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Crews contain a forest fire along the tracks between lake placid and Saranac Lake. Photo: Adirondack Daily Enterprise
Crews contain a forest fire along the tracks between lake placid and Saranac Lake. Photo: Adirondack Daily Enterprise

Crews battle fire along RR tracks

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Not long after the state issued a high fire danger advisory for the Adirondacks yesterday (Thursday), volunteer firefighters and forest rangers were called to the scene of a sizeable forest fire near Lake Placid.

The blaze scorched roughly two acres of state land along a remote stretch of the railroad tracks between Lake Placid and Ray Brook. The cause of the fire hasn't been determined. Chris Knight hiked into the site as crews were at work.

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Chris Knight
Adirondack Correspondent

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At around 5 p.m. on Thursday, a crew of chainsaw-wielding Lake Placid firefighters was cutting a swath through the trees. They were working to create a fire break to prevent the smoldering blaze from spreading further into the woods.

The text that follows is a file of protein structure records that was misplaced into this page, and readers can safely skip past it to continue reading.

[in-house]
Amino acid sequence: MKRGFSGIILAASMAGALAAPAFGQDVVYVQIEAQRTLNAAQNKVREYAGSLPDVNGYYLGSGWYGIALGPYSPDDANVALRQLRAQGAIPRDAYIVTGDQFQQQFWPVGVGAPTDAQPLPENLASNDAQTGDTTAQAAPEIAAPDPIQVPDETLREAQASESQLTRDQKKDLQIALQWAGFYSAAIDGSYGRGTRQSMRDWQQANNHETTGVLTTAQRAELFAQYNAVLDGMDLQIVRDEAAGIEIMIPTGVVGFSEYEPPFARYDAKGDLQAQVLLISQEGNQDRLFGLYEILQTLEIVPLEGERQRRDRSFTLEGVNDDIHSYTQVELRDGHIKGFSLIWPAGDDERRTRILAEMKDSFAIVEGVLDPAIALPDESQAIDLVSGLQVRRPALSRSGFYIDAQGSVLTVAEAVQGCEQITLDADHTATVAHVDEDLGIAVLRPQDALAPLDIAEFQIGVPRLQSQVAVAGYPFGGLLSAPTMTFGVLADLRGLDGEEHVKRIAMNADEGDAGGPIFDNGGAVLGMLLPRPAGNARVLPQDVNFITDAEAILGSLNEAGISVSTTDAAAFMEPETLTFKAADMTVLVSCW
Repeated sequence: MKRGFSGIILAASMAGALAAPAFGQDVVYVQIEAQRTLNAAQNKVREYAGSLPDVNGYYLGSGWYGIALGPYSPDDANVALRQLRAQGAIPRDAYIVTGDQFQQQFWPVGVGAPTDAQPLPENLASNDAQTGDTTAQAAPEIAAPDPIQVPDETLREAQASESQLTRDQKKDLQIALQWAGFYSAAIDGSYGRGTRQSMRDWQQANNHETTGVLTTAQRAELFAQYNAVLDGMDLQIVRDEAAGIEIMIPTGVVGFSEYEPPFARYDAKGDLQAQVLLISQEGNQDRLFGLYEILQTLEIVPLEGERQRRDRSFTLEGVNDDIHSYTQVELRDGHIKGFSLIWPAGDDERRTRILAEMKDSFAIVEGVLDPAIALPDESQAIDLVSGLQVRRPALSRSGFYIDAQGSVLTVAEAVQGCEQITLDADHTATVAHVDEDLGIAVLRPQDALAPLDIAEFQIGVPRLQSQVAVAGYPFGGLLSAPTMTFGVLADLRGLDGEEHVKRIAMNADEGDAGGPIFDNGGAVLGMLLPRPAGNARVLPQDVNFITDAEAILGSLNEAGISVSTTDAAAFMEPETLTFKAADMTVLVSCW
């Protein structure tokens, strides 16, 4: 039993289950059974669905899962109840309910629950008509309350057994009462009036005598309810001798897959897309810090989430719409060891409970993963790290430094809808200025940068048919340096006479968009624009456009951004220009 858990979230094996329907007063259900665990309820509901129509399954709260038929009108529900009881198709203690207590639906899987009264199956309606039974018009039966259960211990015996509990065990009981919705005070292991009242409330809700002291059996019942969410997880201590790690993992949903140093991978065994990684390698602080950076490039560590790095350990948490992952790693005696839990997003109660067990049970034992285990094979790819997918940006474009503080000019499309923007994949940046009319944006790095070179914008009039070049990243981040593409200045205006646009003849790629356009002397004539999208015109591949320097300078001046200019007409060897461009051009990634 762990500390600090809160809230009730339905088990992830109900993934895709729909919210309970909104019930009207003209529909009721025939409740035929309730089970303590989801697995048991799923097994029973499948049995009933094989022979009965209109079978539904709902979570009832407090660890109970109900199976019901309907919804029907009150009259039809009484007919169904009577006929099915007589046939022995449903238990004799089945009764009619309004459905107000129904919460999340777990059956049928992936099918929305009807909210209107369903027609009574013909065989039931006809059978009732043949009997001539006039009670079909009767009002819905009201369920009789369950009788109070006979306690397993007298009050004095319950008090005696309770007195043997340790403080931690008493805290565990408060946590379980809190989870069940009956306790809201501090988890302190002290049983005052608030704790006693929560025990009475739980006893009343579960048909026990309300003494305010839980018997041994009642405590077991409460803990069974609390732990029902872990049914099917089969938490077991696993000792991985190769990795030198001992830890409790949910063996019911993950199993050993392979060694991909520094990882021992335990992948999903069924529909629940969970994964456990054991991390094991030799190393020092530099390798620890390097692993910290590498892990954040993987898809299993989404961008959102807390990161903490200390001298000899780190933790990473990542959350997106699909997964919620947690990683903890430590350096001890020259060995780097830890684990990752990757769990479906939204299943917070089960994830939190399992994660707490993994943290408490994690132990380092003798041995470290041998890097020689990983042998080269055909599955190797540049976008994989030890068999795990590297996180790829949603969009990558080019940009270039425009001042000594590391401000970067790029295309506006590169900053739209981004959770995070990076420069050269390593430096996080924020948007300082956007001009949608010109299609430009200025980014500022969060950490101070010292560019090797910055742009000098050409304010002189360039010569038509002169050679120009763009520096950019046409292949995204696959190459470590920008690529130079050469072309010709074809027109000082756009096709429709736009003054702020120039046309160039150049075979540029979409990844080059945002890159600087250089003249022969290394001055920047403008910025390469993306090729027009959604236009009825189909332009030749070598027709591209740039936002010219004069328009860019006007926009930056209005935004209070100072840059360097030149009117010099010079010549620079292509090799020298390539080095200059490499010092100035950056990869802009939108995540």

More than 70 firefighters from at least six departments, and a half dozen forest rangers, were called out to battle this fire, which was fueled by high winds and dry conditions. They got to the remote site, at least two miles from the nearest road, on foot or by using ATVs and pickup trucks. An Adirondack Scenic railroad train also played a key role in the fire response, delivering roughly 40 firefighters, along with hoses, portable pumps, chainsaws and other equipment, to the scene.

By nightfall, the fire was contained using water drawn from nearby streams, but not before it consumed about two acres along the railroad tracks. “With the volunteers and the assistance of the rangers, we’ve got a line all the way around the fire,” Brad Jaques, Lake Placid's head fire driver, said. “They were able to establish a pretty good water source after a while down in there, really get some good water on it tonight. The rangers will be going back in in the morning with some shock crews from Moriah Correctional.”

Jaques said the cause of the fire is undetermined, but some firefighters and forest rangers speculated privately that sparks from the tourist train applying its breaks or a cigarette thrown from the train could have sparked the fire, although that was disputed by train personnel. Firefighters were out of the woods by about 9:30 p.m.

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